by Sarah Fielder
Organic farmer Alison Howard will speak about organic farming at the annual Agriculture and Environmental Law conference held Friday, November 17, 2017.
Howard’s farm is in Millington, Maryland where she and her husband, Luke, farm a total of 600 acres. Fifty acres are designated for growing vegetables, including cabbage, kale, watermelon and squash. The remaining 550 acres are used for growing grain varieties, including corn, wheat, barley, and soybeans. The farm also raises poultry year-round.
“My husband and I like the challenge of farming, the environment and the physical environment of being out outside,” said Howard. “We like the lifestyle.” They chose to be on the Eastern Shore based on its affordability and location near many markets and populated areas.
Organic farming was the only type of farming Howard had any familiarity with when she and her husband started the business in 2002. Howard studied sustainable agriculture at the University of Maine. She loved plants, chemistry, and soil, and always knew she wanted to be involved in agronomy at some level.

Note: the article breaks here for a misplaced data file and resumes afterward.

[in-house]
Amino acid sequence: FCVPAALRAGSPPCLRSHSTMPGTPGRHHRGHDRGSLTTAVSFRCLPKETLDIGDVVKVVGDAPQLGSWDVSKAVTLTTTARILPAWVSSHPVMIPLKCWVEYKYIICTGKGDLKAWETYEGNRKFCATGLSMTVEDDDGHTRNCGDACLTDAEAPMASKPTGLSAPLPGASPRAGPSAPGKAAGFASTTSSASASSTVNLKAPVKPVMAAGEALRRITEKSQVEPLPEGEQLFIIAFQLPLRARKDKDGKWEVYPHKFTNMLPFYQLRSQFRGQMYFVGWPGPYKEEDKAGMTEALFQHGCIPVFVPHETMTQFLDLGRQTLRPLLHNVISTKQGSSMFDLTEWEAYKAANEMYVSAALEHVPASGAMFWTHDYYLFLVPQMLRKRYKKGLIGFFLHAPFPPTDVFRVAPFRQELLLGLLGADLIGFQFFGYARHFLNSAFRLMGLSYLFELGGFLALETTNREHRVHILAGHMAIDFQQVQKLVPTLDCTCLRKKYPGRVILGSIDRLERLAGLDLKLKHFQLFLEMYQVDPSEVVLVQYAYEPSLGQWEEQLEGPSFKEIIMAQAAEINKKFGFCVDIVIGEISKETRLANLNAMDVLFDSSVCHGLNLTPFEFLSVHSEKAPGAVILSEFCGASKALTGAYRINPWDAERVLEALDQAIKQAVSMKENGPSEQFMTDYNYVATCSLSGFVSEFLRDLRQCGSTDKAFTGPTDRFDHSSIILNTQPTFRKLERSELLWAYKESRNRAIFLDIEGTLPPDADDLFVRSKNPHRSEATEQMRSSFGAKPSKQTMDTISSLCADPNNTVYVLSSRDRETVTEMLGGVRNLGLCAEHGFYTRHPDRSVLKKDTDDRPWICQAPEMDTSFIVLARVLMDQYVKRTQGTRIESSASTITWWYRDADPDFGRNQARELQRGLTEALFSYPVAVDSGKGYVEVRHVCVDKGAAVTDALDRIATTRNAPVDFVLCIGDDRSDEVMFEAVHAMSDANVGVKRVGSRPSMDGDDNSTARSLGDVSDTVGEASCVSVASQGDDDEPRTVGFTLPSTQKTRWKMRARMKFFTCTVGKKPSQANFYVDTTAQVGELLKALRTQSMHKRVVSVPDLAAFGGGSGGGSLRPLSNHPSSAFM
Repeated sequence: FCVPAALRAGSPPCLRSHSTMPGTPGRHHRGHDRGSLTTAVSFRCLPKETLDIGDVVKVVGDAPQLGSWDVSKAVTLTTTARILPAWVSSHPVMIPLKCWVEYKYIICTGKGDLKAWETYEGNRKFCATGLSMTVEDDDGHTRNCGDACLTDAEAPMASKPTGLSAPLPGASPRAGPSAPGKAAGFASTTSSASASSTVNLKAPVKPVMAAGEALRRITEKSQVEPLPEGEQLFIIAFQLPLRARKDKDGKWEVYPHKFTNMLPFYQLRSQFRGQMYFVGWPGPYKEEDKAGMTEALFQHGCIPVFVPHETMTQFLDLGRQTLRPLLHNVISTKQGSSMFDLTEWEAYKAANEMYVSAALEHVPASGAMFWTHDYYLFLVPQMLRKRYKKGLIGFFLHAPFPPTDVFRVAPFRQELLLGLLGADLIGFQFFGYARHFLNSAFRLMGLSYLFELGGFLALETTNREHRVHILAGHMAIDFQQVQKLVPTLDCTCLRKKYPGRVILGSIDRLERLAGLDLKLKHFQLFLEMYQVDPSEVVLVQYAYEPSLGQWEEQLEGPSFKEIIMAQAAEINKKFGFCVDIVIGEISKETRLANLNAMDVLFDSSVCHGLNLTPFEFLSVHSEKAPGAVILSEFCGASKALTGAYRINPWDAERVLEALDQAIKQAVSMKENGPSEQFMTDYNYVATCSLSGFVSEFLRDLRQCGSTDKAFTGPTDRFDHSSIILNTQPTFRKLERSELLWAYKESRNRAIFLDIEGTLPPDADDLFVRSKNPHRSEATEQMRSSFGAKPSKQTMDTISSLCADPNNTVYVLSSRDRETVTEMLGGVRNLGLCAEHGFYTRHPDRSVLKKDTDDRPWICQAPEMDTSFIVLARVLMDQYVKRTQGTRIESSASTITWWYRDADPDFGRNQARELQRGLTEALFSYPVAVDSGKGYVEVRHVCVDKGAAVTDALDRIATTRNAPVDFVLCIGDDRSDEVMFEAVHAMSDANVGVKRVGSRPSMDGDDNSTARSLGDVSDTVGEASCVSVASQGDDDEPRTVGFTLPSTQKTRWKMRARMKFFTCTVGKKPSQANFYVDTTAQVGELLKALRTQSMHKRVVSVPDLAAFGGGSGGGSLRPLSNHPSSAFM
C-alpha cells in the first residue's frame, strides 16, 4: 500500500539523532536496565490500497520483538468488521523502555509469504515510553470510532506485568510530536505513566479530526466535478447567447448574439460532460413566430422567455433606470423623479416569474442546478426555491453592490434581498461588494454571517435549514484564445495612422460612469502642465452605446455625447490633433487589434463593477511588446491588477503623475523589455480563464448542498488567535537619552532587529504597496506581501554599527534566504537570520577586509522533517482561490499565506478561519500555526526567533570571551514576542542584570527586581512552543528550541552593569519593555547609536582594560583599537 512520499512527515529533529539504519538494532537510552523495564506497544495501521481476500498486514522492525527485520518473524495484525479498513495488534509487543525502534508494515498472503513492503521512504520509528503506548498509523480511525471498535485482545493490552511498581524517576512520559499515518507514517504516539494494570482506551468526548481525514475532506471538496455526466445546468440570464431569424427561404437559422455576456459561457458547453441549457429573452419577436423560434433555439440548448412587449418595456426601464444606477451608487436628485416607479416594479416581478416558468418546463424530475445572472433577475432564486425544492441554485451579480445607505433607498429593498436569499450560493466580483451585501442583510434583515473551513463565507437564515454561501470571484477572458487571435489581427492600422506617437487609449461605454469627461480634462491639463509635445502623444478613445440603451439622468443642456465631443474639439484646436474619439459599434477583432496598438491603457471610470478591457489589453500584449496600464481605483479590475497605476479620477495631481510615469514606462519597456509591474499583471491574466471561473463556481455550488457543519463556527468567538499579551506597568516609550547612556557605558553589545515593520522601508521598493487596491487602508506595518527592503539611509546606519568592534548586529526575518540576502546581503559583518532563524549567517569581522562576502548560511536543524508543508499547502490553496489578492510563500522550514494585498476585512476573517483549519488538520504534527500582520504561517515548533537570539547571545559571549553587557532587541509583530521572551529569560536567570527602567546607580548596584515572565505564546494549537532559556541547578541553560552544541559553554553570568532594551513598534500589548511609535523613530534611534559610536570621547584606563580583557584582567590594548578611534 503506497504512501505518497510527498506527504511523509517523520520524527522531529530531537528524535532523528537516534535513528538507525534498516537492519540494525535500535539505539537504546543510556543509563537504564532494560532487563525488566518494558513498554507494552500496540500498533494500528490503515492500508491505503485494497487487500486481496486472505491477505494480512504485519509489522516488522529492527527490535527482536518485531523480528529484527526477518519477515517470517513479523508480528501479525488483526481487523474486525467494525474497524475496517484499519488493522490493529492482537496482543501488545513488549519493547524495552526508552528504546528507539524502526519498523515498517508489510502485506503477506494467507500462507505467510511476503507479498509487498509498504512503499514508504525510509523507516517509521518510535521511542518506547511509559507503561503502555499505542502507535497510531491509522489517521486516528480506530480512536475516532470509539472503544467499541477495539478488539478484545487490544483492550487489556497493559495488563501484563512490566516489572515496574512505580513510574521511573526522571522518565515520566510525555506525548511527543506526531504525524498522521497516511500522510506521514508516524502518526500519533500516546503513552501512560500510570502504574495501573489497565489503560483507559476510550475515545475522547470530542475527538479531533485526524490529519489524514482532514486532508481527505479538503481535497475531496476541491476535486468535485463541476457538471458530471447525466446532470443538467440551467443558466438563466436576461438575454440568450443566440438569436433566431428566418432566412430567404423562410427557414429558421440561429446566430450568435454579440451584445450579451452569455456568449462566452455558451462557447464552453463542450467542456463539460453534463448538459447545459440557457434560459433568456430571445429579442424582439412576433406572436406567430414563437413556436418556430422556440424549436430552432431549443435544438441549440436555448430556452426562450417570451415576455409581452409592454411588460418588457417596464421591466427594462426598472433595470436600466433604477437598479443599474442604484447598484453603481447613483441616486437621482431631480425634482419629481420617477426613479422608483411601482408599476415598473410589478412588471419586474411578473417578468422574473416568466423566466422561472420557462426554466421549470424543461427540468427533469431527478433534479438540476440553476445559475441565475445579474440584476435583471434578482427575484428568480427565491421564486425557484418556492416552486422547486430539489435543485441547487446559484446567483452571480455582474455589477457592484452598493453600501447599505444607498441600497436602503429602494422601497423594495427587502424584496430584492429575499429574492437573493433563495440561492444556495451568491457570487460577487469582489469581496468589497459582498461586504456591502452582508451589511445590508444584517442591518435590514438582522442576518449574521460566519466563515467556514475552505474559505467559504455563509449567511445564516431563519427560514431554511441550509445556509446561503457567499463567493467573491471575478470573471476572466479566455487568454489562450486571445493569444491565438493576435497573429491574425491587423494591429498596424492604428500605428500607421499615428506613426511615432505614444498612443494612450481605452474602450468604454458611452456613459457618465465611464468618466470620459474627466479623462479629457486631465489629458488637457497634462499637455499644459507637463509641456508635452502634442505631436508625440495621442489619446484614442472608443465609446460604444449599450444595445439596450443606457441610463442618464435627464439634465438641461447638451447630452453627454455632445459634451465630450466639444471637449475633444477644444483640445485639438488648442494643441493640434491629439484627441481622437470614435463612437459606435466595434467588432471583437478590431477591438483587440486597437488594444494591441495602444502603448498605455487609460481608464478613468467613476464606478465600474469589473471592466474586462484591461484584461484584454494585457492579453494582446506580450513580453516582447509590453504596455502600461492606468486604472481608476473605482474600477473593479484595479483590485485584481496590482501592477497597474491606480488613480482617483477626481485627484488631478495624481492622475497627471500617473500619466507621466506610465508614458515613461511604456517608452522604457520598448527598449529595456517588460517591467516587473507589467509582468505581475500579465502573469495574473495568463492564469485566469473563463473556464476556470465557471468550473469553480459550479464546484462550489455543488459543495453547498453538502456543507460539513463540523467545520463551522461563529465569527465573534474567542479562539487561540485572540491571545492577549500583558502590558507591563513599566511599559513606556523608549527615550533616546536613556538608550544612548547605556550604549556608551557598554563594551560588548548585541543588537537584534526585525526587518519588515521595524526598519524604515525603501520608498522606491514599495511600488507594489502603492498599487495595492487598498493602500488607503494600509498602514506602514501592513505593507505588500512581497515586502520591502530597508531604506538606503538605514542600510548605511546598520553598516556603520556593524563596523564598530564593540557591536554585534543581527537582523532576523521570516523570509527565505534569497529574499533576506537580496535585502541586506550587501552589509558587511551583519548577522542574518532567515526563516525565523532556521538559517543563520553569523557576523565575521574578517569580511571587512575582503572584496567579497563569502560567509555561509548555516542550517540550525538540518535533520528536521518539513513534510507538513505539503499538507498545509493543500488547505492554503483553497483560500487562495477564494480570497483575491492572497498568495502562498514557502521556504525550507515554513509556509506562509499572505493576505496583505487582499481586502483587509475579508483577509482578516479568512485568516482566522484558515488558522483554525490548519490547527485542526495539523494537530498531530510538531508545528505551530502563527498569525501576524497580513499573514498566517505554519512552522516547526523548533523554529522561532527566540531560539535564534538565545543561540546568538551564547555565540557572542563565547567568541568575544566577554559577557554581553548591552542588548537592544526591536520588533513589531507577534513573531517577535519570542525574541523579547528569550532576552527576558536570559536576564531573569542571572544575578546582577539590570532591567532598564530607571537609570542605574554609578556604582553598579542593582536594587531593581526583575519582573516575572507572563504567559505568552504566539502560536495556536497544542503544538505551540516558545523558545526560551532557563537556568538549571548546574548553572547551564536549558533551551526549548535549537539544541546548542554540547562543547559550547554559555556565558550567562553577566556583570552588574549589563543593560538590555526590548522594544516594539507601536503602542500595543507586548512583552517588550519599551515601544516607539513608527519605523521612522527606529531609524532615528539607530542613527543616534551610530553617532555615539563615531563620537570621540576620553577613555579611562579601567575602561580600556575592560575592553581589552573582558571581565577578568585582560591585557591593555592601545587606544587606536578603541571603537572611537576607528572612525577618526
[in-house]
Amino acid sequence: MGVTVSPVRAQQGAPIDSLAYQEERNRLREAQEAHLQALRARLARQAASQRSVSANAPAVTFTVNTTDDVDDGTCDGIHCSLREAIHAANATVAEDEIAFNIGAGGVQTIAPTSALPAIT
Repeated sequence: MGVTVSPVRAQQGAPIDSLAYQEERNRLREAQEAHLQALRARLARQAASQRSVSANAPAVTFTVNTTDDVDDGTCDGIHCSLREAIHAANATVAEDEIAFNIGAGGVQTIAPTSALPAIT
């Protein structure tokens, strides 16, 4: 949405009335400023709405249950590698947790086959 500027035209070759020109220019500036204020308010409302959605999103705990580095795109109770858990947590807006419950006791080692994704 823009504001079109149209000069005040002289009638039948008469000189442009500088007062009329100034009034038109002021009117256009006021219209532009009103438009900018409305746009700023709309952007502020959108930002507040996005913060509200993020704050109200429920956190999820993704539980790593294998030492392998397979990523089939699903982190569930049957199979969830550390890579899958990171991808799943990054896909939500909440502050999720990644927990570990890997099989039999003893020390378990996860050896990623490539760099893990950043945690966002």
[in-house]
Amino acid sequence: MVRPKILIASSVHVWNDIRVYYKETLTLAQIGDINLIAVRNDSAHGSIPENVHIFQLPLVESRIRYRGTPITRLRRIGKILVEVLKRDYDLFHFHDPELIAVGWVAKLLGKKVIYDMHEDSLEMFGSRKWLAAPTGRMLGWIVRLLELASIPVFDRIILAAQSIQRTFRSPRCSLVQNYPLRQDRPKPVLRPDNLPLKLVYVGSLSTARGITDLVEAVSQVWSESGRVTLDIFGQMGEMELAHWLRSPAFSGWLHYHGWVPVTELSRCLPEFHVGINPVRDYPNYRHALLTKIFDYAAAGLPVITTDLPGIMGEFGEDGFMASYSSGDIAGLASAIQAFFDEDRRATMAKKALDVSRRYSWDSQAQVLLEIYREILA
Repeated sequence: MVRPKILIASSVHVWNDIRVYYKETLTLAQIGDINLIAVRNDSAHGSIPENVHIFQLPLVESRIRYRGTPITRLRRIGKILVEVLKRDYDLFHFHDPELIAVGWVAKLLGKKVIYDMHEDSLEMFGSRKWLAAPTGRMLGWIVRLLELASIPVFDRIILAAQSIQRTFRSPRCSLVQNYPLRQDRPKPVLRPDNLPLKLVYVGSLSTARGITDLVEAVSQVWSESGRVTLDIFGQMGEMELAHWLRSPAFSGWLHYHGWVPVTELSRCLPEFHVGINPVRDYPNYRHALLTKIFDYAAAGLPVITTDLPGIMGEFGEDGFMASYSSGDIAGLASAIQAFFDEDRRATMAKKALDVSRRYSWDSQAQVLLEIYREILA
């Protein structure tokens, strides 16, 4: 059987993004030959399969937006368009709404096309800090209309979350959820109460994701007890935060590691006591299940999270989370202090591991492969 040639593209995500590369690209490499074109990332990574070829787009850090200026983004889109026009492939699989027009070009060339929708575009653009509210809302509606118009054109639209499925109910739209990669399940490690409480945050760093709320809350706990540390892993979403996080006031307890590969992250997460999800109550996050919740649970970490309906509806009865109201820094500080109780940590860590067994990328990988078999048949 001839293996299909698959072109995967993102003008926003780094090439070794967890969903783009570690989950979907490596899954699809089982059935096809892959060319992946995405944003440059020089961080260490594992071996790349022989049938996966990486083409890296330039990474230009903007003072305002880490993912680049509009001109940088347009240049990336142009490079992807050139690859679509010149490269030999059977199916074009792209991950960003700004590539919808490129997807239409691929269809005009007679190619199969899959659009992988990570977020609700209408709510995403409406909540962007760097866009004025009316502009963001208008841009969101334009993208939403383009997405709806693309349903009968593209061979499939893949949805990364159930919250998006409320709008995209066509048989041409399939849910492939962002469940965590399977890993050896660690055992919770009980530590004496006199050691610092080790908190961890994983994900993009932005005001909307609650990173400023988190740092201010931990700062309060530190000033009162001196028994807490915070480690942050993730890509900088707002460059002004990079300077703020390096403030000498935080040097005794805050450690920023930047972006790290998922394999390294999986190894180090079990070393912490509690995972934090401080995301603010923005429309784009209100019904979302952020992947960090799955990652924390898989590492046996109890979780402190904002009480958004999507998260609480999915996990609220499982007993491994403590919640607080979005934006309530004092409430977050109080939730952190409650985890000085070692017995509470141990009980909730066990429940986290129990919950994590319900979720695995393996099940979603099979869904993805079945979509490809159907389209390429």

While at college, she learned about organic farming practices. Her husband grew up on a dairy farm. “On spreadsheets, the organic model looked better for us and it had better end prices,” said Howard. As organic farmers, they need to have all the inputs on their farm, including seeds and fertilizer, certified in order to be considered organic. “I would definitely work with a certifier right off the bat. Don’t wait three years to start working with them,” said Howard.
Howard takes care of most of the managerial tasks of the farm, including the paperwork, but she is also willing to jump on a tractor and lend a hand. A total of five employees work on the farm. “Weed control is our biggest expenditure,” said Howard. “To try and combat it, we vary our planting schedule, rotate crops, use cover crops, cultivate, and in the vegetable fields we hand hoe weeds.”
The annual Agriculture and Environmental Law conference will be held Friday, November 17, from 8 a.m. to 3 p.m. at the DoubleTree Hotel in Annapolis, Maryland.